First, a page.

I really wanted to 'go in' musically and lyrically on this track - and try to create the right juxtaposition between a dream-like state and an epic-sounding chorus.
It was a song I wanted to write to try and make sense of all my experiences of mental health - so, it definitely felt and feels emotional to me, yes.
It is your second single in a month – following The Youth. It seems like you are in a productive creative state. Are you already looking ahead to the next song?
I'm always writing (or trying to) and I'm very conscious of not letting that slip. As with anything: the more you do it, the better you get.
I've got lots of new material that I'm excited for people to hear. I will have another single coming very soon.
Can we expect an E.P. later this year?
We will have to wait and see how we are going to release the next batch of song. Maybe that will be in the form of and E.P.
You are signed to Warner Chappell. Do they give you a lot of freedom to create the music you want? Is it quite comforting having their backing?
Warner Chappell have been so good to me since I signed a publishing deal with them just over a year ago.
I signed in the New York office and I have spent a lot of the last year over there and in L.A. writing and recording – and, I suppose, developing as an artist.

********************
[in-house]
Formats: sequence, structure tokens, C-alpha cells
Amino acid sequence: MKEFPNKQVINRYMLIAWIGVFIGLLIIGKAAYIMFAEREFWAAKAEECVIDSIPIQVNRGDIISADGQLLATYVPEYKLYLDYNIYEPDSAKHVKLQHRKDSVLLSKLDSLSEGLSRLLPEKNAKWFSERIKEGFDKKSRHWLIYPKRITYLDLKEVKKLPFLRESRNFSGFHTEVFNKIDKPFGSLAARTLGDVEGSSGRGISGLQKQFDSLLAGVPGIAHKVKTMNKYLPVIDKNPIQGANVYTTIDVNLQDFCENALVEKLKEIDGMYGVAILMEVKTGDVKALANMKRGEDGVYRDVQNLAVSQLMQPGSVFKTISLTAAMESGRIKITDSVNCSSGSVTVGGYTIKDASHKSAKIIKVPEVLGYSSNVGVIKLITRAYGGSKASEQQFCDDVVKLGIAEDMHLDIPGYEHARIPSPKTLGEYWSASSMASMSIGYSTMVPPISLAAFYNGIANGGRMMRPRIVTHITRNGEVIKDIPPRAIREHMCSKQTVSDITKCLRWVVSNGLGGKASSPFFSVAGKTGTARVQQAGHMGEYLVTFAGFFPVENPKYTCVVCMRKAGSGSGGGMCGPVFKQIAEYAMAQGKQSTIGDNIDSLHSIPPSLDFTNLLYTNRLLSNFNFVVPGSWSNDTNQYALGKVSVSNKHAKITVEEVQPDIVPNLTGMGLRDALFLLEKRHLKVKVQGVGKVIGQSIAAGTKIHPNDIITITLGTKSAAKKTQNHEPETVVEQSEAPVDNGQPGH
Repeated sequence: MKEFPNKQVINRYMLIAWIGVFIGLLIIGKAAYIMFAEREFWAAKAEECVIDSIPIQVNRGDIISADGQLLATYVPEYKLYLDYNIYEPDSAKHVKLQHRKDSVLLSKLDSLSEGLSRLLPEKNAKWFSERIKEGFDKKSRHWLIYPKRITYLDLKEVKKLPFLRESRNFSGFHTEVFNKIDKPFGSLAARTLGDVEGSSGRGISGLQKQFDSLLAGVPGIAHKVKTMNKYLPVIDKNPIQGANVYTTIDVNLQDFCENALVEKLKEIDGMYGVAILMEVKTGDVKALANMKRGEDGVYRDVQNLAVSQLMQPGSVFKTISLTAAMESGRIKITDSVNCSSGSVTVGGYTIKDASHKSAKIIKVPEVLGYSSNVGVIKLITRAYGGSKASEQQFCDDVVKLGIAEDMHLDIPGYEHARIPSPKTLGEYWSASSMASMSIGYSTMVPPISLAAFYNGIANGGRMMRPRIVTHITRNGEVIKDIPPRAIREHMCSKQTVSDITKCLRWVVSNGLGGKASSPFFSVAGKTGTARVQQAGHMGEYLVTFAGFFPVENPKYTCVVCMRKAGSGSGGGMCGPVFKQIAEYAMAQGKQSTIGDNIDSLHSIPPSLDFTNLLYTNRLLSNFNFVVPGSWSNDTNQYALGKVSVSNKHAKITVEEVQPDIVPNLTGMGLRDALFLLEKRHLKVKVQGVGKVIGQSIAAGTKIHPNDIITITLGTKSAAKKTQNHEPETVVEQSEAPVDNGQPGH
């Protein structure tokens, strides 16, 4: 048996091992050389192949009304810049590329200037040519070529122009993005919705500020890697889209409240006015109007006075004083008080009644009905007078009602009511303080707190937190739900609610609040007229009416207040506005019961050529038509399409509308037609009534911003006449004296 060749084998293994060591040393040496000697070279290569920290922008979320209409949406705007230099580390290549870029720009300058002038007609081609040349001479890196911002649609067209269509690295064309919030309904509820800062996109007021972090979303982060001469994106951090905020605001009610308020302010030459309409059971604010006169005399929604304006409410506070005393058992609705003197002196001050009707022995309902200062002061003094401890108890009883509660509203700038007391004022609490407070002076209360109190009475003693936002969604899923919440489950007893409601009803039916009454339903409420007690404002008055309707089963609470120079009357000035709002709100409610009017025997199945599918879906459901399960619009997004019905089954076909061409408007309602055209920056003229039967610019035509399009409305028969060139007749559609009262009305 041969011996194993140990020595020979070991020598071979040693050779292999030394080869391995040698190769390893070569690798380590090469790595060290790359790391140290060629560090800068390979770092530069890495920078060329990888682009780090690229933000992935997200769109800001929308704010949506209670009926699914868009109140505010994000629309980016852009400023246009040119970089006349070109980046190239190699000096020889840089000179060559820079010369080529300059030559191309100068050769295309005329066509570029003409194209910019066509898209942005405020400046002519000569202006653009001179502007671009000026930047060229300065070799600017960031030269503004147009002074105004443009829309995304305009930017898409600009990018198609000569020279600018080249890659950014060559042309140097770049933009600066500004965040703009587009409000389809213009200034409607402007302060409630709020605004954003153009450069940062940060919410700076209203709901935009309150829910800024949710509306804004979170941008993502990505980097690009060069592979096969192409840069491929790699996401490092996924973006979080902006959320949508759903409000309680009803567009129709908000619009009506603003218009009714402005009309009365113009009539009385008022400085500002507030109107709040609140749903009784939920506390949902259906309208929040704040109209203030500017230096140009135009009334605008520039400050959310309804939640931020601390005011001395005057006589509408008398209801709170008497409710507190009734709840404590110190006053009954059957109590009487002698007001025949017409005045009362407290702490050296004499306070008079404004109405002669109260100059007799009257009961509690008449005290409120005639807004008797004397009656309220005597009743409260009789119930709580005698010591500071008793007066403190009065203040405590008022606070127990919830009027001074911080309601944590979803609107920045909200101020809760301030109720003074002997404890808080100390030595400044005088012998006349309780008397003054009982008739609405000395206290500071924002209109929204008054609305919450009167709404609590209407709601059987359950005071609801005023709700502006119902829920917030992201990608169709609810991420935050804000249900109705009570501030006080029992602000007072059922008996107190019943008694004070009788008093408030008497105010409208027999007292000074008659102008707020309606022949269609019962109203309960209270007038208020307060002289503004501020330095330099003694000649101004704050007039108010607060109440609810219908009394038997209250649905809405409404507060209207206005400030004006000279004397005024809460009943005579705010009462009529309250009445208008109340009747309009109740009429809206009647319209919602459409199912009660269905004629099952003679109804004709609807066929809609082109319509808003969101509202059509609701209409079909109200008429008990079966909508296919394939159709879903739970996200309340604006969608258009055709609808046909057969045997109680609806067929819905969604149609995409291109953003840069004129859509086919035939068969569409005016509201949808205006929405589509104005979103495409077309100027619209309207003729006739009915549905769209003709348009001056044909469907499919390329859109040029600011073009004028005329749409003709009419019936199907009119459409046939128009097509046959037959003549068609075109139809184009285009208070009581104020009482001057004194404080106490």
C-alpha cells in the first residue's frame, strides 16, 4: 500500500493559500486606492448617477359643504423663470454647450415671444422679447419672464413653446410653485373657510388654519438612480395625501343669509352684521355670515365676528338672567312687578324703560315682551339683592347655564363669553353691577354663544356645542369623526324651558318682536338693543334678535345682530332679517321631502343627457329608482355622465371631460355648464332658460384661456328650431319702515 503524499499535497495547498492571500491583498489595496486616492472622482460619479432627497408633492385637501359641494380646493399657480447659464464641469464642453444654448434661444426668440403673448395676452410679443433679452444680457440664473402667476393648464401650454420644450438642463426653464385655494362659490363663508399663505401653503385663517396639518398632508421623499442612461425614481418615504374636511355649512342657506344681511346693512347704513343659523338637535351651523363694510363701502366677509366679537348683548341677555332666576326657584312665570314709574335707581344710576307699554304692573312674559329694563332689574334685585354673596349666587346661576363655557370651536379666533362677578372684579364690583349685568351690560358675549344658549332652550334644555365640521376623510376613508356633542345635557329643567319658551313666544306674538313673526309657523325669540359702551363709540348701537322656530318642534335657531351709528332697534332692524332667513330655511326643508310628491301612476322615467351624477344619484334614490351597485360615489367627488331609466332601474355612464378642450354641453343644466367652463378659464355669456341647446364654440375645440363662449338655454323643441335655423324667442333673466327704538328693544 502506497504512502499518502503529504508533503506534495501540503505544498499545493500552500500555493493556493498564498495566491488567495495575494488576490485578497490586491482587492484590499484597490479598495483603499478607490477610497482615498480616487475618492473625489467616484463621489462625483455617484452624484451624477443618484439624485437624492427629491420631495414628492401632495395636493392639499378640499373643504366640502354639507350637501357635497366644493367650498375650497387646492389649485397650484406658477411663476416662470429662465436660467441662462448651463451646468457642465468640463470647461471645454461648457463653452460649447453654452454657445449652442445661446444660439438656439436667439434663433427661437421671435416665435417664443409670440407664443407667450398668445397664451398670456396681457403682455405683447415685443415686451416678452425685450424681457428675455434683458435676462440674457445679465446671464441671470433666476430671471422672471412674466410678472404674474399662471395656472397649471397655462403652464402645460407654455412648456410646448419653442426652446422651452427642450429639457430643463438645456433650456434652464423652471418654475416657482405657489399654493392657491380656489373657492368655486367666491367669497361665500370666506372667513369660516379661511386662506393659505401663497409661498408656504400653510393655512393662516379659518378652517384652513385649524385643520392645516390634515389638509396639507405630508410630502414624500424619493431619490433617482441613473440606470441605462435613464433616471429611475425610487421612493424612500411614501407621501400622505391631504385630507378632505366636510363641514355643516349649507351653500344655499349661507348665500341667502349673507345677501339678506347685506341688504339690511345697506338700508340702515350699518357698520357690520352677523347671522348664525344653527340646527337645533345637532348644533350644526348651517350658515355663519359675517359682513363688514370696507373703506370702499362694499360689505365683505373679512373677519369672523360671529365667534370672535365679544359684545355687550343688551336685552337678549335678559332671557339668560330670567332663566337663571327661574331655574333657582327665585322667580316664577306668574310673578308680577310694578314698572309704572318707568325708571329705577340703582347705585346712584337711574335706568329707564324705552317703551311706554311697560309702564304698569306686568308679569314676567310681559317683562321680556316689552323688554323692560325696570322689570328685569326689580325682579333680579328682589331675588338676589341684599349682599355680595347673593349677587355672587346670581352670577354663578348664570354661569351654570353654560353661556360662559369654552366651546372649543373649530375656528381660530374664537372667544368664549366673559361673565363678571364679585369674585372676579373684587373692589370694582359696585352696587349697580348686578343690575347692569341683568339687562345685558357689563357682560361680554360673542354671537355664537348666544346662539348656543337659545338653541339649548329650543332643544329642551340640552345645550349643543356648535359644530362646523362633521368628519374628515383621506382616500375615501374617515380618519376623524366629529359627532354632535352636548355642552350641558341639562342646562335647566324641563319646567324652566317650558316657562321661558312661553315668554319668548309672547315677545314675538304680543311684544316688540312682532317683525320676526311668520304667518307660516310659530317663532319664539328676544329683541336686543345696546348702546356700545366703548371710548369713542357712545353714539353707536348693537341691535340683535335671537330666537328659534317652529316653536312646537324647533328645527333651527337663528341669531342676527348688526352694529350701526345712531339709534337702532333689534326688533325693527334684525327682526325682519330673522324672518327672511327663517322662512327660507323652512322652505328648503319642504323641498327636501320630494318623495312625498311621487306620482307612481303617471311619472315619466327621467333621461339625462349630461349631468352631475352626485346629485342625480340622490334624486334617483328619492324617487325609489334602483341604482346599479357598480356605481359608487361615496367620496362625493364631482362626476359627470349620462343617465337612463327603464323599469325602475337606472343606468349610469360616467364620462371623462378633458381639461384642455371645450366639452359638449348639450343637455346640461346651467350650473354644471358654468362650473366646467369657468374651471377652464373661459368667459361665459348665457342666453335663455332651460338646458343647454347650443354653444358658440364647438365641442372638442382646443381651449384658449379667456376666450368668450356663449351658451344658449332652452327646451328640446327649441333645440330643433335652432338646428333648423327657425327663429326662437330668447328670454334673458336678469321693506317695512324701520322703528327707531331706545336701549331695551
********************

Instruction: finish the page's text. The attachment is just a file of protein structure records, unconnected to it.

I feel very lucky to have met and worked so many amazing people both here and across the pond. The whole team around me, now, are giving me unbelievable support.
The single, Give It Up, notched up a couple-of-million Spotify streams. Is it quite humbling knowing so many people connected to it?
It's nice that a lot of people have connected with that song. I didn't expect that at all for the first song that I put out.
Now, I'm mostly (just) looking forward to my new material.
I Hear Your Song, Sweetness caught the ear of Zane Lowe. That must have been quite a moment? Is he someone you look up to?
The man, the legend played it on his Beats 1 show. I used to listen to him a lot on the radio - especially in the good days of The Strokes; when he would basically play them on-repeat.
He's obviously a great name in the industry so I'm really grateful for his support early on.
How many tour dates do you have planned? Will you be playing live a lot this year?
For the moment, I'm just letting a bit more music out - and it looks like I'm gonna be on the road before the New Year.